Four post-it notes have been a constant presence in my home office since August. They’re stuck to the bottom of my Fellowship of the Ring movie poster, right above my computer monitor so they’re in my field of view whenever I’m working. Each post-it has an almost indecipherable list of acronyms: WPHS, TUEA, AMTA, AZSOC, SfS, StP, NBCT, etc, etc, etc.
In August I listed every organization I work with, every extra thing I’ve assumed, on these post-it notes. I wanted to remind myself of why I am always busy, why I’m exhausted and stressed. This exercise was how I began my year of saying no.
Looking at these post-its each day, sometimes for hours, led me to deep personal introspection. What do I value? Where is my energy best spent?
As educators, we overload ourselves all the time. We give, and give, and give until there’s just nothing left. We drag ourselves through to the next weekend, or the next break because our jobs are time-consuming and stressful. We forget to take breaks and keep saying yes because our careers are our passions.
Guilty. As. Charged. I am guilty of saying yes to everything that sounds like something I might be interested in without really considering what I will get out of it, or if I even have time. I am guilty of jumping at opportunities because I might be able to use the information in my classroom.
Along my journey, I employed the reflective practices learned during the process of National Board Certification. Because I know… I do… which helps students by… Does that experience translate to better classroom instruction? What benefit does my participation give me? Does this fit with my future goals and, in true National Board component writing fashion, do I have space for this in the allotted page count?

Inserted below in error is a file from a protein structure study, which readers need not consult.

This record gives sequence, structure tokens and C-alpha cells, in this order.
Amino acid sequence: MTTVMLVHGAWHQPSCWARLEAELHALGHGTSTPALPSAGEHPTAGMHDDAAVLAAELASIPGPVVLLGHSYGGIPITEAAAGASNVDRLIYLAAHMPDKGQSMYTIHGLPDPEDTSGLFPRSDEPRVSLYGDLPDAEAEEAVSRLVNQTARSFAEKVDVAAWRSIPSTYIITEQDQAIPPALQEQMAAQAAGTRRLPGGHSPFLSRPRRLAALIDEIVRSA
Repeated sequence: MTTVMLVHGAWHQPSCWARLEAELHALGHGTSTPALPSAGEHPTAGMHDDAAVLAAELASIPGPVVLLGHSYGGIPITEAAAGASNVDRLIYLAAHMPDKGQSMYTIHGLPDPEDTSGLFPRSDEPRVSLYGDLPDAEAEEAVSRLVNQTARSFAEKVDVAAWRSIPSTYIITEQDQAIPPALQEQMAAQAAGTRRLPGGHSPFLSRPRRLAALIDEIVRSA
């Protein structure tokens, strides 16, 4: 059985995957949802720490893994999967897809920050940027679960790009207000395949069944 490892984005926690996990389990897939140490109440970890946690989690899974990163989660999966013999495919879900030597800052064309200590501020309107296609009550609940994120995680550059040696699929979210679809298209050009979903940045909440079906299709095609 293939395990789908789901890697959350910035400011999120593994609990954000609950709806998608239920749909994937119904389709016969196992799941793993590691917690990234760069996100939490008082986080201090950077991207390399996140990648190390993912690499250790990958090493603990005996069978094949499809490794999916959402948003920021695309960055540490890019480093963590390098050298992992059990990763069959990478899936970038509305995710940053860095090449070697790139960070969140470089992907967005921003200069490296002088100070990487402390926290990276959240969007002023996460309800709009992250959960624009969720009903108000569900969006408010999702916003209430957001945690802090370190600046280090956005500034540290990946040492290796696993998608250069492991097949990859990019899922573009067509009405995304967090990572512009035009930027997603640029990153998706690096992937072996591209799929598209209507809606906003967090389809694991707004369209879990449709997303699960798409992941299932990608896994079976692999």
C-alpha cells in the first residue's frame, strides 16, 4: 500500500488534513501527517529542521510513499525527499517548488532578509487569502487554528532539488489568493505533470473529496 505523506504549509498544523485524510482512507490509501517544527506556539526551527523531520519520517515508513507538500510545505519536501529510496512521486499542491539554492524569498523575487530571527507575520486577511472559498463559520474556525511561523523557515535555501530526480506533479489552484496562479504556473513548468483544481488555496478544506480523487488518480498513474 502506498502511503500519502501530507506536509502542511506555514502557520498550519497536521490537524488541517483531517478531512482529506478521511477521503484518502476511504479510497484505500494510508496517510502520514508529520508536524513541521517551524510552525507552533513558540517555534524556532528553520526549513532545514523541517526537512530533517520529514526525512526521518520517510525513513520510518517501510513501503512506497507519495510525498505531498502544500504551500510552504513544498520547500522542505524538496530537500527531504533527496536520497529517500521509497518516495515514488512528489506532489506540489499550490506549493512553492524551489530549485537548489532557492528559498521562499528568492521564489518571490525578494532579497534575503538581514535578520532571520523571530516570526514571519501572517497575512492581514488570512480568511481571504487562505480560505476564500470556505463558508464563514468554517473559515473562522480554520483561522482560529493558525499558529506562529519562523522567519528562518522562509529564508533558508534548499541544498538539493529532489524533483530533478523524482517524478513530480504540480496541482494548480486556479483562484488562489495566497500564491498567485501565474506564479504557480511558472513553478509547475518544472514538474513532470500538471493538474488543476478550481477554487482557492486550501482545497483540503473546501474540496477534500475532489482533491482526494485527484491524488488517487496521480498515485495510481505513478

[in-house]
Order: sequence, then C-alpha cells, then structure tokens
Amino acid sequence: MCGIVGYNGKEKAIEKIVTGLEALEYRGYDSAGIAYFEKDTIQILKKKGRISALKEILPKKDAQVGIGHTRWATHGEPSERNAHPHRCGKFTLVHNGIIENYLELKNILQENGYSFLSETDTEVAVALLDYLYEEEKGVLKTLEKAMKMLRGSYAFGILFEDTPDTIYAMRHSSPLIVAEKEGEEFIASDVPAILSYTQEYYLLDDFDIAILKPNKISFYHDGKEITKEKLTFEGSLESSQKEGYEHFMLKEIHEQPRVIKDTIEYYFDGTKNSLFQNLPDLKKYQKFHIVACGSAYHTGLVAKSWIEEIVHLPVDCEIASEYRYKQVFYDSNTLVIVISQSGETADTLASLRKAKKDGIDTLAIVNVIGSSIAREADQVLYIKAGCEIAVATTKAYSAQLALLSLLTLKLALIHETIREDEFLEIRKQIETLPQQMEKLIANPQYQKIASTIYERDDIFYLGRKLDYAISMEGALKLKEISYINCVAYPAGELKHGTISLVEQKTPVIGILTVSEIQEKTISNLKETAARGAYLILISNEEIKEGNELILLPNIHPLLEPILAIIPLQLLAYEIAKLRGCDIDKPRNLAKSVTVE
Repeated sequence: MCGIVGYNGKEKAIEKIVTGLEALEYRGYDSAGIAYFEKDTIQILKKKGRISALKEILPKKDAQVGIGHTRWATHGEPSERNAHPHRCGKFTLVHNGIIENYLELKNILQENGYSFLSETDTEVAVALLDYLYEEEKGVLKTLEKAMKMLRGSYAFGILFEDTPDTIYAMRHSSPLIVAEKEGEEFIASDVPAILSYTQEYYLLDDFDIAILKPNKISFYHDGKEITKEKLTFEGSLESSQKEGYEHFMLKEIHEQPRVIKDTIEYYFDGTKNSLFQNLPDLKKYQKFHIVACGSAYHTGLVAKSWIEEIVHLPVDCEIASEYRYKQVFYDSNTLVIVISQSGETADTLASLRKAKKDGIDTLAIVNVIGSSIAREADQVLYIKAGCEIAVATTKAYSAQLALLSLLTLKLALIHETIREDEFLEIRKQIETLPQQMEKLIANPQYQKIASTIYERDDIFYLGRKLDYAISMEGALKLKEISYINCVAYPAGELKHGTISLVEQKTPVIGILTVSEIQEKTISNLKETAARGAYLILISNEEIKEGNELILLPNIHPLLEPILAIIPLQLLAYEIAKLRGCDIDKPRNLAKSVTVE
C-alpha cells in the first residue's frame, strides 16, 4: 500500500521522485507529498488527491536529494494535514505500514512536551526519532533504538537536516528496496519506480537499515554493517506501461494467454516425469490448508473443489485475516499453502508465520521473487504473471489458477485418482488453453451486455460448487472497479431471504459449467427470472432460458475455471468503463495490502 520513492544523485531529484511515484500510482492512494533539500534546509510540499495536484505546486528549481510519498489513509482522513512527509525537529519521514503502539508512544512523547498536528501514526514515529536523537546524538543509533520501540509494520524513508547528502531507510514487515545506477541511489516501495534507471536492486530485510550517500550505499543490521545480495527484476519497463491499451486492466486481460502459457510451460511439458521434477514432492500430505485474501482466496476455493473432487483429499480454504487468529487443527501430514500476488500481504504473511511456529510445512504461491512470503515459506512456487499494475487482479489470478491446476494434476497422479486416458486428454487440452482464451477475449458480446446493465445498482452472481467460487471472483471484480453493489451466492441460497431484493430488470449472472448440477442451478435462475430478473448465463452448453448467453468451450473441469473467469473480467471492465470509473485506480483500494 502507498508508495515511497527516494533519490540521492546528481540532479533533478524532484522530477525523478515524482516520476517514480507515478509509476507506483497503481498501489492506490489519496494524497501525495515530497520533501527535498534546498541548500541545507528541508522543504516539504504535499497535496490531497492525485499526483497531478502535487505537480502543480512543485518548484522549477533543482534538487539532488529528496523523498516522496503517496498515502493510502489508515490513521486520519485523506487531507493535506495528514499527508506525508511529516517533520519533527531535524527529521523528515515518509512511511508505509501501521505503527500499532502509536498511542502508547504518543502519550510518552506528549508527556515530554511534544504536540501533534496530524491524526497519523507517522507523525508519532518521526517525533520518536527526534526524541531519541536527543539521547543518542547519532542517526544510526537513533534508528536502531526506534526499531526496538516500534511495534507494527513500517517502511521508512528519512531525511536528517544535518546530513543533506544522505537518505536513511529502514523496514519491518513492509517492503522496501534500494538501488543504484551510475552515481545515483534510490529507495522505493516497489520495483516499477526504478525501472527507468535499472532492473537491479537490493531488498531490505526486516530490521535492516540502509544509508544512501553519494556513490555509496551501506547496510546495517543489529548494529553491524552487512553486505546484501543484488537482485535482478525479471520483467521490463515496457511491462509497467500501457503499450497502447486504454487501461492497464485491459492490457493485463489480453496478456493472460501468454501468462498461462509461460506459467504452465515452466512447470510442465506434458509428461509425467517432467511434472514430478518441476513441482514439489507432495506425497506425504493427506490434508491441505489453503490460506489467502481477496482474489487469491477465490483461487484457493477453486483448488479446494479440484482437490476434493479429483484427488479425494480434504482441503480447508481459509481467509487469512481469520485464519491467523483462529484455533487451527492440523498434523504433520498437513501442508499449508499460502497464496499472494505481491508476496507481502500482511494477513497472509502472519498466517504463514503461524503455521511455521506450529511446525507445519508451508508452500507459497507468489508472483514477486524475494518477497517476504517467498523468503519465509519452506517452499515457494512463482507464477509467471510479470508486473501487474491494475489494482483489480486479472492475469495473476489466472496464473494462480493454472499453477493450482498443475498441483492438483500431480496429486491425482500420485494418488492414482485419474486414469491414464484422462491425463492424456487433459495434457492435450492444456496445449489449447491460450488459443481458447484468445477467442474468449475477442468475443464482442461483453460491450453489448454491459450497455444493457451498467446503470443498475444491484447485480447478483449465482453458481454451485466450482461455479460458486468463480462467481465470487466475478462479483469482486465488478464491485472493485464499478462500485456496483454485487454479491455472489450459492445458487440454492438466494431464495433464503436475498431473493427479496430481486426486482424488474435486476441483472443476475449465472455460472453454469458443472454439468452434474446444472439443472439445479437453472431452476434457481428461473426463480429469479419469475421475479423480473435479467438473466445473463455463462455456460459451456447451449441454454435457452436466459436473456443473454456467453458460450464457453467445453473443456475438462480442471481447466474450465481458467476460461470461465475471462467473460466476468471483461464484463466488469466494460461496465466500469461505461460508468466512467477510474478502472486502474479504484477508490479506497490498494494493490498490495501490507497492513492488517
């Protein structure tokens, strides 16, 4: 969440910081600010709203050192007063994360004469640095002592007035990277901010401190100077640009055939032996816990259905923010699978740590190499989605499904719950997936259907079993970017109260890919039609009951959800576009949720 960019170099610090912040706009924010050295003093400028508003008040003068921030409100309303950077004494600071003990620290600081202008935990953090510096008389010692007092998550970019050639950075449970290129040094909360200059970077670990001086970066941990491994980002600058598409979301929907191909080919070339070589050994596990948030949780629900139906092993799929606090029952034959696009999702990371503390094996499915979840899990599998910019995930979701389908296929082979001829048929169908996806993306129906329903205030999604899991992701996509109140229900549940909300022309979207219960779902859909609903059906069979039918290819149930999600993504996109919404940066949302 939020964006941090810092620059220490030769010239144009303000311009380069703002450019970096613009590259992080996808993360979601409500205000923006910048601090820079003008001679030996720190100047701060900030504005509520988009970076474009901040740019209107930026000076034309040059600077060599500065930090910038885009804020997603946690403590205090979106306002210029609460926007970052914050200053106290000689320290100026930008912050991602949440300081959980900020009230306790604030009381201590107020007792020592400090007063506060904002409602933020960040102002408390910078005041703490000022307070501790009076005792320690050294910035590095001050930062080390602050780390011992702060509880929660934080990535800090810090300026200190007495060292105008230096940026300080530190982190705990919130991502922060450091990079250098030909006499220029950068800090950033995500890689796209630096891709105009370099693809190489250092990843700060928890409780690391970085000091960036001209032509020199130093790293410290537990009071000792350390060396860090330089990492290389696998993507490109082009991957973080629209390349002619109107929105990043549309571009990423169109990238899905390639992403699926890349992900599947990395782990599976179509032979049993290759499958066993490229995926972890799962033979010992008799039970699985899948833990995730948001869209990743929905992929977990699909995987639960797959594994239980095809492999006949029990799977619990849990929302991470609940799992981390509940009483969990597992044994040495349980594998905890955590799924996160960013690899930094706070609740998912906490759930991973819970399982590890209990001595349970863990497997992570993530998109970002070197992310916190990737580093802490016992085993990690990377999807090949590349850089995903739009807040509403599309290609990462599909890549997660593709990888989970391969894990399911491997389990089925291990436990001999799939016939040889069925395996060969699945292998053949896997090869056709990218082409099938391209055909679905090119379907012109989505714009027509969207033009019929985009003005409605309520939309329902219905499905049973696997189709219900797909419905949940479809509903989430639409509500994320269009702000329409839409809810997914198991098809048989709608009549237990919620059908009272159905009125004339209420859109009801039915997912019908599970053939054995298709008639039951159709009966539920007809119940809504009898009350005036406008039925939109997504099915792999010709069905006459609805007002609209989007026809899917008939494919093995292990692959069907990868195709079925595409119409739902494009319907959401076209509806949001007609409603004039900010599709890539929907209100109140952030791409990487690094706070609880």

I began to ascertain which items sparked joy, and which had started feeling like a chore. I determined which would be coming to a natural close, and for which items I needed to facilitate closure.
Each time I found something I could eliminate I crossed it off on the post-it, and with each strikethrough, my stress level came down a notch. I started to spend more Saturdays sleeping in and drinking coffee while reading a book. I found myself able to recuperate more while finishing my grading and being prepped for classes earlier.
I turned forty-five this week and celebrated by taking the day off from work. My students’ response was amazing. One online student, in a nod to Donna Meagle and Tom Haverford, typed “Treat yo’ self, Ms. G” into our class chat. Another told me that, “That’s what students do, not teachers. Teachers always work on their birthdays.”
I will admit to waking up early to send my students a message about their day and checking my school email a few times but overall my day was peaceful. My students were successful with a substitute teacher, and I got a much-needed mental health day. Part of this journey has been learning to let go and to put on my own oxygen mask first.
Ten months into my journey, I am proud of the changes I’ve made. I’m ready to pass the torch and let others take those opportunities I’m setting aside. I’ve reduced my obligations to a select few and look forward to focusing my energy.
I’ve enjoyed my time as a Stories from School blogger and will always be thankful for what the role has given me. I am duly excited to welcome someone new to the site and see what they do with the forum. Come August, I’ll be right here waiting to read about a new blogger’s classroom and their experiences as an educator.
Saying no has transformed my outlook. Looking ahead to the 2021-22 school year, I plan to continue prioritizing my time and my energies. I will make a new set of post-its, prominently displayed, to remind me why I said no. I will embrace the roles I chose to invest in and make them my own.
How do you prioritize your time and energy?